Thousands of people gathered before dawn in the Bay of Islands today to commemorate Aotearoa New Zealand’s Treaty of Waitangi amid heightened tensions between the coalition government and Māori.
Waitangi Trust chair Pita Tipene welcomed everyone and said the massive crowds were vastly different from when the country was stuck in the grip of the covid-19 pandemic.
“Several years ago when this commemoration and therefore this dawn service was not held because of the pressures of covid, I nonetheless came here with my mokopuna,” he said.
- READ MORE: Other Waitangi Day reports
- RNZ live news blog and listen to the RNZ broadcast with Mihingarangi Forbes and Julian Wilcox
“We were the only ones here, so when I look out at the throng of people it’s very different to that morning when we sat here on the maho and I was forced to give karakia myself.”
Tipene said moving forward as a nation means we were also moving forward as individuals “learning from each other”.
“When we learn to live with each other and our personal circumstances, I think we can all move forward too.”
Alistair Reese told the crowds Henry Williams, an Anglican priest who translated the English draft of the Treaty in Māori and explained its provisions to Māori leaders, told the chiefs that the Treaty was “Queen Victoria’s act of love to you”.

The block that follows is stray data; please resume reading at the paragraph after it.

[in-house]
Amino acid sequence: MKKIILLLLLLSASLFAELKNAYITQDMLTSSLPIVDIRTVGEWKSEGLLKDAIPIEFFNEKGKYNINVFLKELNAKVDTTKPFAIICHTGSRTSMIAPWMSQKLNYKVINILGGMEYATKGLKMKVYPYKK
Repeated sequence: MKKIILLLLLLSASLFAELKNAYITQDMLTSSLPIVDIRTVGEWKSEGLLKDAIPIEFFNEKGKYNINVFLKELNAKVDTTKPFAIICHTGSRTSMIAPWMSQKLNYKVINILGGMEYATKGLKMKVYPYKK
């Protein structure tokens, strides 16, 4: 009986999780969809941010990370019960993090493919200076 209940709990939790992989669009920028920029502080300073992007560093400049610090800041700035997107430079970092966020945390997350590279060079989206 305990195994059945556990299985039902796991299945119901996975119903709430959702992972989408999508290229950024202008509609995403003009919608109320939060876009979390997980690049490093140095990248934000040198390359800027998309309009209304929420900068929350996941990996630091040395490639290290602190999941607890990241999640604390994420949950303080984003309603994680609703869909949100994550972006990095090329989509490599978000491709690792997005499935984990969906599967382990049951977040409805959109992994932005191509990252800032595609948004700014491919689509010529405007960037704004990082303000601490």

Reese said the Treaty was understood by many as a “sacrificial union”.
“It is an ethic that seeks the best outcome for the other and to paraphrase the apostle Paul, love is patient, love is kind, love does not dishonour others and love never fails,” he said.
“So if the Treaty was an act of love by Victoria to Māori, by extension it needs also to be an act of love by our government to Māori.”
Prime Minister Christopher Luxon shared a Bible reading from 1 Corinthians 12:12-27 about working as one body.
Labour leader Chris Hipkins said the Treaty was the country’s guide to navigating the challenges in partnership.
“Te Tiriti binds us together as we work towards a fairer Aotearoa, in which all of our people can flourish and prosper, [it] inspires us to be kind, to be compassionate, to be grateful and to do good.”
Departing Greens co-leader James Shaw chose a popular quote about love and Tina Turner’s “what’s love got to do with it” was also quoted in the speeches.
‘We’ve got a lot of work to do’ – Luxon
Prime Minister Christopher Luxon told RNZ’s Waitangi Day programme he wanted a country that was unified but respected differences too.
“I actually think that’s what’s amazing about Waitangi … where else on Earth would you see everyone, with all the diverse sets of opinions and views … actually all choose to come together and express those views in one place. I can’t think of any country that does it, I think it’s very unique and special.”
He said he had been inspired.
He visited a settlement on Friday with “Third World housing in a First World country”.
Luxon said the solution to housing was easing the consenting process, partnering up with iwi, and getting the money to the community to provide housing.
“When you look at the issues across Māoridom . . . we’ve got a lot of work to do.”
Speaking about increased attention on ACT and New Zealand First, Luxon said that was the reality of MMP.
“New Zealand First, ACT and National are all very united on getting houses built for Māori up and down this country, so that’s where we have great commonality.”
This article is republished under a community partnership agreement with RNZ.